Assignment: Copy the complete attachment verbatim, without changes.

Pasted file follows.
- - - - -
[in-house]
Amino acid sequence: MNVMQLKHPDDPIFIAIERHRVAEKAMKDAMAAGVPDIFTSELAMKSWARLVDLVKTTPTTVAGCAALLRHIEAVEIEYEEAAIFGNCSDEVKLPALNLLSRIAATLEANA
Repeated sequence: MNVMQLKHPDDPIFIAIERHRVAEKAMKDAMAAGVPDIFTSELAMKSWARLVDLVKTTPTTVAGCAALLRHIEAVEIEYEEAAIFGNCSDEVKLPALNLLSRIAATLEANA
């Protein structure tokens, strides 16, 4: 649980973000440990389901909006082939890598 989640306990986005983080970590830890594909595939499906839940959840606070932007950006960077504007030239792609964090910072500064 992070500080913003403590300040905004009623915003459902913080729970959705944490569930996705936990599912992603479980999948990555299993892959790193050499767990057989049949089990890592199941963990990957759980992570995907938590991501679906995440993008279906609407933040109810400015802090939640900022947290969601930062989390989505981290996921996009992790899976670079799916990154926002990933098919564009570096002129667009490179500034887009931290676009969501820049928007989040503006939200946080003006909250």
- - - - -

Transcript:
[in-house]
Amino acid sequence: MNVMQLKHPDDPIFIAIERHRVAEKAMKDAMAAGVPDIFTSELAMKSWARLVDLVKTTPTTVAGCAALLRHIEAVEIEYEEAAIFGNCSDEVKLPALNLLSRIAATLEANA
Repeated sequence: MNVMQLKHPDDPIFIAIERHRVAEKAMKDAMAAGVPDIFTSELAMKSWARLVDLVKTTPTTVAGCAALLRHIEAVEIEYEEAAIFGNCSDEVKLPALNLLSRIAATLEANA
């Protein structure tokens, strides 16, 4: 649980973000440990389901909006082939890598 989640306990986005983080970590830890594909595939499906839940959840606070932007950006960077504007030239792609964090910072500064 992070500080913003403590300040905004009623915003459902913080729970959705944490569930996705936990599912992603479980999948990555299993892959790193050499767990057989049949089990890592199941963990990957759980992570995907938590991501679906995440993008279906609407933040109810400015802090939640900022947290969601930062989390989505981290996921996009992790899976670079799916990154926002990933098919564009570096002129667009490179500034887009931290676009969501820049928007989040503006939200946080003006909250």